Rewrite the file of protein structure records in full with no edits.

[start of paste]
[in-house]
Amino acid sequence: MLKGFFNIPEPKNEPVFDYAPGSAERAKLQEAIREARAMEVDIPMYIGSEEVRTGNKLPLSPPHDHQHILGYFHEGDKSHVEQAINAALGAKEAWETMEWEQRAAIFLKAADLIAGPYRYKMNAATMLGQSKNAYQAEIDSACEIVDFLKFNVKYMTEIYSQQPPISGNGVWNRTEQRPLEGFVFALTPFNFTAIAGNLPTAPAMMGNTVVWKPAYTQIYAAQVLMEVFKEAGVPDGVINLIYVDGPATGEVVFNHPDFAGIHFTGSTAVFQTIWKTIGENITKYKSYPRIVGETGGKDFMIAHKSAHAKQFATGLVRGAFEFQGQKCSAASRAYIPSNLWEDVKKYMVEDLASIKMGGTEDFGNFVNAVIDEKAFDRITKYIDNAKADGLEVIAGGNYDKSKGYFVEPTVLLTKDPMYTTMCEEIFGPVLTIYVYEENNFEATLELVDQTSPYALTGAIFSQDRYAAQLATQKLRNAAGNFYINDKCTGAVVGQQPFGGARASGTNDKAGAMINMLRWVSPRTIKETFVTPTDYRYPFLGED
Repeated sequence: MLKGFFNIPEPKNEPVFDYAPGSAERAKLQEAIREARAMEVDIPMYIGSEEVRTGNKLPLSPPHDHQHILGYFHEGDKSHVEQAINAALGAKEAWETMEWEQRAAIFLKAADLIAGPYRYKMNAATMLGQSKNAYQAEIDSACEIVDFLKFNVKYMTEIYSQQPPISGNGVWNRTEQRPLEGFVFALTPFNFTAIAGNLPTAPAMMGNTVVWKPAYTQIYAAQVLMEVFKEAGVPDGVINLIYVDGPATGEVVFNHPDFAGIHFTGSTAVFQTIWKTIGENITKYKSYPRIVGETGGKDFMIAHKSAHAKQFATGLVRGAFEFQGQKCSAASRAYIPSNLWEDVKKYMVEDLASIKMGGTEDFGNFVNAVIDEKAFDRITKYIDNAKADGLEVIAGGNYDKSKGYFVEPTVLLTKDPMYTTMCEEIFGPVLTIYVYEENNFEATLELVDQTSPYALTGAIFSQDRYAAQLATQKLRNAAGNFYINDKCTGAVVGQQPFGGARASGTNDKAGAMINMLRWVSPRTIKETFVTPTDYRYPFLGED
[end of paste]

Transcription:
[in-house]
Amino acid sequence: MLKGFFNIPEPKNEPVFDYAPGSAERAKLQEAIREARAMEVDIPMYIGSEEVRTGNKLPLSPPHDHQHILGYFHEGDKSHVEQAINAALGAKEAWETMEWEQRAAIFLKAADLIAGPYRYKMNAATMLGQSKNAYQAEIDSACEIVDFLKFNVKYMTEIYSQQPPISGNGVWNRTEQRPLEGFVFALTPFNFTAIAGNLPTAPAMMGNTVVWKPAYTQIYAAQVLMEVFKEAGVPDGVINLIYVDGPATGEVVFNHPDFAGIHFTGSTAVFQTIWKTIGENITKYKSYPRIVGETGGKDFMIAHKSAHAKQFATGLVRGAFEFQGQKCSAASRAYIPSNLWEDVKKYMVEDLASIKMGGTEDFGNFVNAVIDEKAFDRITKYIDNAKADGLEVIAGGNYDKSKGYFVEPTVLLTKDPMYTTMCEEIFGPVLTIYVYEENNFEATLELVDQTSPYALTGAIFSQDRYAAQLATQKLRNAAGNFYINDKCTGAVVGQQPFGGARASGTNDKAGAMINMLRWVSPRTIKETFVTPTDYRYPFLGED
Repeated sequence: MLKGFFNIPEPKNEPVFDYAPGSAERAKLQEAIREARAMEVDIPMYIGSEEVRTGNKLPLSPPHDHQHILGYFHEGDKSHVEQAINAALGAKEAWETMEWEQRAAIFLKAADLIAGPYRYKMNAATMLGQSKNAYQAEIDSACEIVDFLKFNVKYMTEIYSQQPPISGNGVWNRTEQRPLEGFVFALTPFNFTAIAGNLPTAPAMMGNTVVWKPAYTQIYAAQVLMEVFKEAGVPDGVINLIYVDGPATGEVVFNHPDFAGIHFTGSTAVFQTIWKTIGENITKYKSYPRIVGETGGKDFMIAHKSAHAKQFATGLVRGAFEFQGQKCSAASRAYIPSNLWEDVKKYMVEDLASIKMGGTEDFGNFVNAVIDEKAFDRITKYIDNAKADGLEVIAGGNYDKSKGYFVEPTVLLTKDPMYTTMCEEIFGPVLTIYVYEENNFEATLELVDQTSPYALTGAIFSQDRYAAQLATQKLRNAAGNFYINDKCTGAVVGQQPFGGARASGTNDKAGAMINMLRWVSPRTIKETFVTPTDYRYPFLGED